• The freshly introduced service UMLModelIndexingService starts as a Papyrus service, and it initializes the base indexer, and provides UML-specific APIs over the top of it.
  • The single specific ProfileApplicationIndexer provides a lazy cache implementation: when asked, it calculates the profile applications, and stores it in a map; and listens to base index changes to invalidate cache entries on model changes.
  • The service is added as an EMF Adapter to the model to support accessing it from model processing code.

For more details, see the dedicated documentation page.

Performance evaluation with RCPTT

The RCPTT based tests were used to measure on the macro-level how does the VIATRA based indexer affects the performance of Papyrus using the basic use cases from before. For the comparison, Papyrus and SysML 1.4 support was loaded from source, and the scenarios were executed three times. The first round was used as warm-up: as it is possible that some classes/extensions are not yet loaded, it can take longer to execute; the second and third rounds reused the same Papyrus instance. The corresponding commits are described in the table below:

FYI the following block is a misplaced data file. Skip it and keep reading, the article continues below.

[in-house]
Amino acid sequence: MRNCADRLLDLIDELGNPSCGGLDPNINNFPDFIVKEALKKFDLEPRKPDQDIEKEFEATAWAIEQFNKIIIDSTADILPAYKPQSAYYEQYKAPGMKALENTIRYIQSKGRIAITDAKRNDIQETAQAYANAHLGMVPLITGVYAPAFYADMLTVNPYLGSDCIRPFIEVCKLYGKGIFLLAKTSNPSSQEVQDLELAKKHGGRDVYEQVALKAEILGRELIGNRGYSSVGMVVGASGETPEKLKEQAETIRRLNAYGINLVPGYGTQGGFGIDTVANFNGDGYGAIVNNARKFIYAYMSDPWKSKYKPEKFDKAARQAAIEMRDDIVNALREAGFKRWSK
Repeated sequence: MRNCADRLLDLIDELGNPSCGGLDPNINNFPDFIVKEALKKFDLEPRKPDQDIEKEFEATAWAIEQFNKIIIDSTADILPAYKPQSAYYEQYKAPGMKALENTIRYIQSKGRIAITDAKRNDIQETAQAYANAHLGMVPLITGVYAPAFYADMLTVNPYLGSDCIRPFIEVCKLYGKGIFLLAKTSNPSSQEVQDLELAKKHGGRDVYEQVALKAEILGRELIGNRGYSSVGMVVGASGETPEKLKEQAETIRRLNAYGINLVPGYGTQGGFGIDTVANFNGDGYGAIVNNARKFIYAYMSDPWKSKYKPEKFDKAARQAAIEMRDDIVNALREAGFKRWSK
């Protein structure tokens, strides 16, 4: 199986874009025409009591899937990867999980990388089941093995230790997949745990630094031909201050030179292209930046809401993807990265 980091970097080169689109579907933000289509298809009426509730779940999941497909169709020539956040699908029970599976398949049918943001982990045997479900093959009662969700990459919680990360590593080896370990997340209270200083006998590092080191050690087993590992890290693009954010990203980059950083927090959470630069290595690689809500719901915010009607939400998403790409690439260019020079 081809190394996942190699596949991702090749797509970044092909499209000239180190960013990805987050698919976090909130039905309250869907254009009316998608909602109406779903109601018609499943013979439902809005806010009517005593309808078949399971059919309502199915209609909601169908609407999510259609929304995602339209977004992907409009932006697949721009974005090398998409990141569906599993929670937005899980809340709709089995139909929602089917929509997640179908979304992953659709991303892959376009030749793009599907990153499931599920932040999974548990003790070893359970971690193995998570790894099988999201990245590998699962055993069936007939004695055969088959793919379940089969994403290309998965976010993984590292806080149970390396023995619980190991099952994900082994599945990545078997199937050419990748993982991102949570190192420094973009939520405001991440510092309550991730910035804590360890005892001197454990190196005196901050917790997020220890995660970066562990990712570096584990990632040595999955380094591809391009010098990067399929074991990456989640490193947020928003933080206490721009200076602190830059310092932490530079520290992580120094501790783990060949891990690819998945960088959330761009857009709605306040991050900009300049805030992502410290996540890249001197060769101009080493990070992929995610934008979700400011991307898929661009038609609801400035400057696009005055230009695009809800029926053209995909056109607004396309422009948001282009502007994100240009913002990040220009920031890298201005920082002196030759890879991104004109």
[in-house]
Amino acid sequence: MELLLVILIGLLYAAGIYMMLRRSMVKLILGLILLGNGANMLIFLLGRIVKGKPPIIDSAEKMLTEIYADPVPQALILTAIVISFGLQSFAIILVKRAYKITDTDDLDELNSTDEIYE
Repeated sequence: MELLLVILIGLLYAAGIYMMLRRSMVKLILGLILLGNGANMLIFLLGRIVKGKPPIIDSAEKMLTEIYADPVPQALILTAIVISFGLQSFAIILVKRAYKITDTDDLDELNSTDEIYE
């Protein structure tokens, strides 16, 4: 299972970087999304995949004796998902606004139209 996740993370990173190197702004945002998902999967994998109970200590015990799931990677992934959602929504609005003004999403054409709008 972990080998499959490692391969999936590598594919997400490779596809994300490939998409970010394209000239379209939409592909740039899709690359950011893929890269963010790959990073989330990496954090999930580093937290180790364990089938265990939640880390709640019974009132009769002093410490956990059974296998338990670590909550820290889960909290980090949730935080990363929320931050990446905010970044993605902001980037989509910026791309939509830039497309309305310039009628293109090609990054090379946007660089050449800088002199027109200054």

Repository Commit without indexer Gerrit change for indexer
Papyrus core repository
SysML repository

The measurements were collected in an Excel sheet were it can be seen that the effects of the indexer were negligible: loading the model initially got a bit slower (setup of the eager indexing), but some steps become somewhat faster later. However, it is important to note that the average difference between the runs using indexer or original one are smaller than the differences between single runs of the same type.

Detailed profiling